Most facade-greenings fall into the category of 'partial greening.' This means, of course, that only certain parts of the wall become green (thus a counter-design to full greening), which leads to an intriguing relationship between greened and ungreened areas. Plants which require climbing supports are primarily used... in this way, one can guide the plants, rather than having them 'colonize' entire walls. In some cases, self-climbing plants-- when maintained properly with regular pruning-- are also a possibility. For the architectural beauty of a building, it is often preferable to cover only a few square meters of the facade with climbing plants, so that the shapes of the building are highlighted. Climbing roses, vines, clematis, and winter jasmine will generally not 'leave' the area they have been assigned to. Read on for suggestions and examples.
If the height or width of a building is to be emphasised, vertically or horizontally oriented green 'bands' of any width can be formed; the support systems can be arranged into vertical or horizontal fields. Climbing plants with a vertical orientation, i.e., annuals and twiners, are particularly suitable. For horizontal greening, grapevine and any plant that lets itself be easily formed (trained and shaped) are suitable.
Our wire rope trellis systems offer a wide variety of options for larger spaces on walls that want to be greened. These systems usually have four or more ropes or laths and, depending on the growth habit of the plant, different mesh sizes.
For façades with many windows or other openings, a solution can be to use linear strands between the openings... a combination of horizontal and vertical strands of green. Usually only one or two wire ropes are used. The desired thickness/dimensions of the plant may then be created and maintained by regular pruning.
Façade greening -- especially in the private sector -- shouldn't be higher than 5 metres. That is about as high as a ladder will get you to be able to care and prune the plants. High greening does come with risks. If the entire greening is meant to reach 5 m, then the support system needs to be correspondingly lower than 5 m (depending on the climbing plant; see below).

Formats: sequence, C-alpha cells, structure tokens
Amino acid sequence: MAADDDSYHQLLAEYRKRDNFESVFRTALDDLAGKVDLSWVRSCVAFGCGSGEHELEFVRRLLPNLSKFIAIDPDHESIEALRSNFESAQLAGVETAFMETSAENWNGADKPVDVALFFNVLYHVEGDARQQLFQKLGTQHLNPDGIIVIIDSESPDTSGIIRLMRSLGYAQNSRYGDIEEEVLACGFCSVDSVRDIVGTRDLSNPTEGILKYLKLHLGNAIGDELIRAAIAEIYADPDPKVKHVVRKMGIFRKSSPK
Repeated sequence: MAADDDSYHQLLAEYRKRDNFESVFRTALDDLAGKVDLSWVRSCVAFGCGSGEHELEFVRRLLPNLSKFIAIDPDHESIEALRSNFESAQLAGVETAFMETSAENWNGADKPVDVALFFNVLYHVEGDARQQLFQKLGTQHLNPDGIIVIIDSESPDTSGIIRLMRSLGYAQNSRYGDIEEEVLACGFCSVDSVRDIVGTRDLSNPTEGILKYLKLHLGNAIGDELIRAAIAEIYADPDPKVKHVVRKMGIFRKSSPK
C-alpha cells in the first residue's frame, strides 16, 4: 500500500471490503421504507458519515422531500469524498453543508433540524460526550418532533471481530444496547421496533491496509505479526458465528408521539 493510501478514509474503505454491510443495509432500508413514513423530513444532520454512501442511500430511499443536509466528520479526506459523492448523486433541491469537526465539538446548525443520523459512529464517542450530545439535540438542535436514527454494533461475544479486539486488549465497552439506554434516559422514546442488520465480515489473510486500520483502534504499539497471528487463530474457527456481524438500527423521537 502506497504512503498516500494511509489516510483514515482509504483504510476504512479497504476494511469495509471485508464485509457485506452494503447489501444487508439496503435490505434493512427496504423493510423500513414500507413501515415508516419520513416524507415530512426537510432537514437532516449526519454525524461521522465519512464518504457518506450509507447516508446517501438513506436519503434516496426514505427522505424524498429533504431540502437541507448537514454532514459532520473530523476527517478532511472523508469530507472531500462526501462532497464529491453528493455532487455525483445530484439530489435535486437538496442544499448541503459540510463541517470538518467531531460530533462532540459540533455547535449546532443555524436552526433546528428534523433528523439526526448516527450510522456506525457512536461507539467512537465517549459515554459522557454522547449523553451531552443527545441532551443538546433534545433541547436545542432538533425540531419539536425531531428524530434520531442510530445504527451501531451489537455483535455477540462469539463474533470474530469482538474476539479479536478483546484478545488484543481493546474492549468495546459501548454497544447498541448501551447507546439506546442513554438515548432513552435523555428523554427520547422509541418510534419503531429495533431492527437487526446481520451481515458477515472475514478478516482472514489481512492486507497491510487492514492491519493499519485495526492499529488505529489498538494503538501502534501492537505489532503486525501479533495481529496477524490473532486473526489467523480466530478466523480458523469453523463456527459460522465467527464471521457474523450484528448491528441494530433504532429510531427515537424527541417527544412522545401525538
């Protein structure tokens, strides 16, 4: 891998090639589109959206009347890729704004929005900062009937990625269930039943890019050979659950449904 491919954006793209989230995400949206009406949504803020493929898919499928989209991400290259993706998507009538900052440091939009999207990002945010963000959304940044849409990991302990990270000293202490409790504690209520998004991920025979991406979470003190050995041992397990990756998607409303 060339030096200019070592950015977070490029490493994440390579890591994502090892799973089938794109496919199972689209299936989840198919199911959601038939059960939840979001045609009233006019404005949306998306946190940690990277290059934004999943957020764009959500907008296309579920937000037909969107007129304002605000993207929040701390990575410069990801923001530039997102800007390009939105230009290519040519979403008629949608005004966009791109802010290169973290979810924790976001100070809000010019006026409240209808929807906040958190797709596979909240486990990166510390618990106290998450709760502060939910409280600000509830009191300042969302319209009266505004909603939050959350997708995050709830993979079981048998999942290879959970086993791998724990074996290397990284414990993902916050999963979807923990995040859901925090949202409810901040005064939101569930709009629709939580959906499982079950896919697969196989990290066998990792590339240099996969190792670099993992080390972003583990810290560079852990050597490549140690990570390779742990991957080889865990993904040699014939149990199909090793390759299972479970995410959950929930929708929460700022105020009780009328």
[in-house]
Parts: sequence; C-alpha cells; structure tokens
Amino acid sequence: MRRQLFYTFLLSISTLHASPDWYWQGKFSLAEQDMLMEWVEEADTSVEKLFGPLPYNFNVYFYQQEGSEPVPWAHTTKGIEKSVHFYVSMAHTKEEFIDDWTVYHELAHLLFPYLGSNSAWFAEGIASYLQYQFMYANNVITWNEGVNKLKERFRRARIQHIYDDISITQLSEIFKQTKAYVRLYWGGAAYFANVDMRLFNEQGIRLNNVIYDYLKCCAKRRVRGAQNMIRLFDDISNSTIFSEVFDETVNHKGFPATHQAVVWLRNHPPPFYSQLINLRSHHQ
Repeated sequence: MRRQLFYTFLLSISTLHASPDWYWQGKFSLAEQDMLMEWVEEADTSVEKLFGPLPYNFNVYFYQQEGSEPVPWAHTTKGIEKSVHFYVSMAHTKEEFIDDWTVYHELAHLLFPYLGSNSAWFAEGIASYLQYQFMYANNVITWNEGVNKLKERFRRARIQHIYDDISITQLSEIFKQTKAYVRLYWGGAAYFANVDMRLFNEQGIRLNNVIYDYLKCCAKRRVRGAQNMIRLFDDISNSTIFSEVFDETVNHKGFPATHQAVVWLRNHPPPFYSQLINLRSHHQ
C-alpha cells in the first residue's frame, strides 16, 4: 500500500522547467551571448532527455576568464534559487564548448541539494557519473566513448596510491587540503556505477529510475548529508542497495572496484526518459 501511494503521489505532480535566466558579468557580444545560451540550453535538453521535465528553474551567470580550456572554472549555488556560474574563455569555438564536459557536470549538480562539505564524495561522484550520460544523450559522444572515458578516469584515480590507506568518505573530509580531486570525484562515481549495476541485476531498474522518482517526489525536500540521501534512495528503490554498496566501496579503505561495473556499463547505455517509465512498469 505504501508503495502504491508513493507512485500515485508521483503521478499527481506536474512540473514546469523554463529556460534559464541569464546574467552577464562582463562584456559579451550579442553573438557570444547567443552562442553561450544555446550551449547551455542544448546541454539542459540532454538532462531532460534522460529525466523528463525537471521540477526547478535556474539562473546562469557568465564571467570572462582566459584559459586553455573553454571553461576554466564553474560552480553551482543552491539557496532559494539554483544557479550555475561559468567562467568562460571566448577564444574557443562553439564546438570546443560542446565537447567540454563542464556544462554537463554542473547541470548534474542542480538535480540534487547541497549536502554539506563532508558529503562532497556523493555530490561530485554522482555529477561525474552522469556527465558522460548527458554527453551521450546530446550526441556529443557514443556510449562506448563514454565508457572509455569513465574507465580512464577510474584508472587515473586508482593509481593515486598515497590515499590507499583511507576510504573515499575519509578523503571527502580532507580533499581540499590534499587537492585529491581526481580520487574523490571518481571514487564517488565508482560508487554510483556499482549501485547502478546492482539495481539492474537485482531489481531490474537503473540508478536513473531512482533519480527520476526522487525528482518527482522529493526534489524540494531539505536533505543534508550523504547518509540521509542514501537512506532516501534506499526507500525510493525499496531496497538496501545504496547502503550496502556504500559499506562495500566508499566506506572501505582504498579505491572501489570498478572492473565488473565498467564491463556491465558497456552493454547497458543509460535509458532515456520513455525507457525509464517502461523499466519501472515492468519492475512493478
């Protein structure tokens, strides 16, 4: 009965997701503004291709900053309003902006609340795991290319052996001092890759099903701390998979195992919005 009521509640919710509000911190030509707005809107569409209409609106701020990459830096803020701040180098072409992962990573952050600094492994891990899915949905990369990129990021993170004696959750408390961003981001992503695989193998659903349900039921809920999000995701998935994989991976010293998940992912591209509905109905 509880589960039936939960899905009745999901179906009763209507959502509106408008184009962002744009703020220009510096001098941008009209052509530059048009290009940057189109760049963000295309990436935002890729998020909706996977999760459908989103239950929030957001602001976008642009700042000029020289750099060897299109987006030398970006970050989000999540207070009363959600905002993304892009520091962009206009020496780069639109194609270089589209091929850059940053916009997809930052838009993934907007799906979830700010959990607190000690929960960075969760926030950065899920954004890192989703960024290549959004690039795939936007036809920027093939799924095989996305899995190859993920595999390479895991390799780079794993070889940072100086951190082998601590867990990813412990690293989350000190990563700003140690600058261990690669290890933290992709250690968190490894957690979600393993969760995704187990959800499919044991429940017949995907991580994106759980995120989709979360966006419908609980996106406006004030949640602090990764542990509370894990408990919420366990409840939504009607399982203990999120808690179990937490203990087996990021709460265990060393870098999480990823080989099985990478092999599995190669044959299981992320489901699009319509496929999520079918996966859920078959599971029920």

Surfaces that are to be greened should always first be considered as gross fields. They should have about 25-40 cm distance from house corners, windows, doors... The climbing plant support systems are then located within the green area and are regarded as net-fields, i.e. narrower and smaller than the gross fields. In systems with several parallel tensioned wire ropes, the ropes are often arranged narrowly, at a rather small distance from each other, producing a more attractive visual.
But just how big should the difference be between the gross and the net field? Some plants can cover and grow over any climbing system in summer. Others simply follow along the wire rope strands and produce a graceful pattern together with the system. Clematis, annuals, and some less vigorous climbing roses are easy to control and will not exceed much of their support. Here the difference between the gross and net fields is less than for vigorously growing plants that grow far above the given net framework of the climbing aid. Some rather vigorous climbers, where this is specifically indicated, may even need up to 2 m distance between the climbing aid and the eaves (and down pipes). In most cases, the ideal dimensions of the green fields are set and kept by pruning in summer, and if necessary, are redefined several times.
If you click on the individual climbing plants on our website, you will find a recommendation at the end of each page showing you which systems are suitable and which are not. Grapevines, for example, can be trained to fit almost any form/layout your support system provides. However, ivy and wild vines (Boston ivy, for example) aren't suited for partial greening and often have to be removed again. Check the section on building damage for tips.